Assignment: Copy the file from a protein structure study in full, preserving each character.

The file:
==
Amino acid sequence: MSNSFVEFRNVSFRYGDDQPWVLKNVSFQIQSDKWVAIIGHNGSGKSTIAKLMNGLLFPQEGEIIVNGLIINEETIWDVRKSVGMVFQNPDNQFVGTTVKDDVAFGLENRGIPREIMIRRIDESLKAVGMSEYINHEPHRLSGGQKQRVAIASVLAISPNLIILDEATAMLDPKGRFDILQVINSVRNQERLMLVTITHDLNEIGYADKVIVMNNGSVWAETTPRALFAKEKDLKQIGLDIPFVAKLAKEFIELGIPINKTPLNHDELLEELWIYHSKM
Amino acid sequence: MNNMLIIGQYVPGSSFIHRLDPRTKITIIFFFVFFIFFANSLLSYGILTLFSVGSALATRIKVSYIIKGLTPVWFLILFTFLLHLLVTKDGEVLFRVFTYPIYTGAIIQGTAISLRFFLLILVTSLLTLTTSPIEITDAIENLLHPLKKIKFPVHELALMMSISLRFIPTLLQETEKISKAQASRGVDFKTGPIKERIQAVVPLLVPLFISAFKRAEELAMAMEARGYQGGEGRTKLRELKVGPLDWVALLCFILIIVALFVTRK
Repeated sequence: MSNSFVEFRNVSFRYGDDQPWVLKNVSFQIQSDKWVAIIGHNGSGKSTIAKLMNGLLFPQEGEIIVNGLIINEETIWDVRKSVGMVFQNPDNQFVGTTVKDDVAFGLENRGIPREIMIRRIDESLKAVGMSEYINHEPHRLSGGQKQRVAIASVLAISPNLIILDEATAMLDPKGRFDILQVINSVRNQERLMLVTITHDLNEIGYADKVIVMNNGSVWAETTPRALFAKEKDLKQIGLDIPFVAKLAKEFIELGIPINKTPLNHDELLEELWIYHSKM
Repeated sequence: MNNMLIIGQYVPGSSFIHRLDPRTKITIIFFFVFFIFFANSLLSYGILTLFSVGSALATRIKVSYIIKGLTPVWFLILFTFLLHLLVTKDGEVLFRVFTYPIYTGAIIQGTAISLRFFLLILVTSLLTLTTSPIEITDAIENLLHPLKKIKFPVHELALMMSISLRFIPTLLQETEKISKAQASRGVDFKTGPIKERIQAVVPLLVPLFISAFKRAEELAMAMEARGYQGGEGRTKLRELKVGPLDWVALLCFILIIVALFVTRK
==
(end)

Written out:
Amino acid sequence: MSNSFVEFRNVSFRYGDDQPWVLKNVSFQIQSDKWVAIIGHNGSGKSTIAKLMNGLLFPQEGEIIVNGLIINEETIWDVRKSVGMVFQNPDNQFVGTTVKDDVAFGLENRGIPREIMIRRIDESLKAVGMSEYINHEPHRLSGGQKQRVAIASVLAISPNLIILDEATAMLDPKGRFDILQVINSVRNQERLMLVTITHDLNEIGYADKVIVMNNGSVWAETTPRALFAKEKDLKQIGLDIPFVAKLAKEFIELGIPINKTPLNHDELLEELWIYHSKM
Amino acid sequence: MNNMLIIGQYVPGSSFIHRLDPRTKITIIFFFVFFIFFANSLLSYGILTLFSVGSALATRIKVSYIIKGLTPVWFLILFTFLLHLLVTKDGEVLFRVFTYPIYTGAIIQGTAISLRFFLLILVTSLLTLTTSPIEITDAIENLLHPLKKIKFPVHELALMMSISLRFIPTLLQETEKISKAQASRGVDFKTGPIKERIQAVVPLLVPLFISAFKRAEELAMAMEARGYQGGEGRTKLRELKVGPLDWVALLCFILIIVALFVTRK
Repeated sequence: MSNSFVEFRNVSFRYGDDQPWVLKNVSFQIQSDKWVAIIGHNGSGKSTIAKLMNGLLFPQEGEIIVNGLIINEETIWDVRKSVGMVFQNPDNQFVGTTVKDDVAFGLENRGIPREIMIRRIDESLKAVGMSEYINHEPHRLSGGQKQRVAIASVLAISPNLIILDEATAMLDPKGRFDILQVINSVRNQERLMLVTITHDLNEIGYADKVIVMNNGSVWAETTPRALFAKEKDLKQIGLDIPFVAKLAKEFIELGIPINKTPLNHDELLEELWIYHSKM
Repeated sequence: MNNMLIIGQYVPGSSFIHRLDPRTKITIIFFFVFFIFFANSLLSYGILTLFSVGSALATRIKVSYIIKGLTPVWFLILFTFLLHLLVTKDGEVLFRVFTYPIYTGAIIQGTAISLRFFLLILVTSLLTLTTSPIEITDAIENLLHPLKKIKFPVHELALMMSISLRFIPTLLQETEKISKAQASRGVDFKTGPIKERIQAVVPLLVPLFISAFKRAEELAMAMEARGYQGGEGRTKLRELKVGPLDWVALLCFILIIVALFVTRK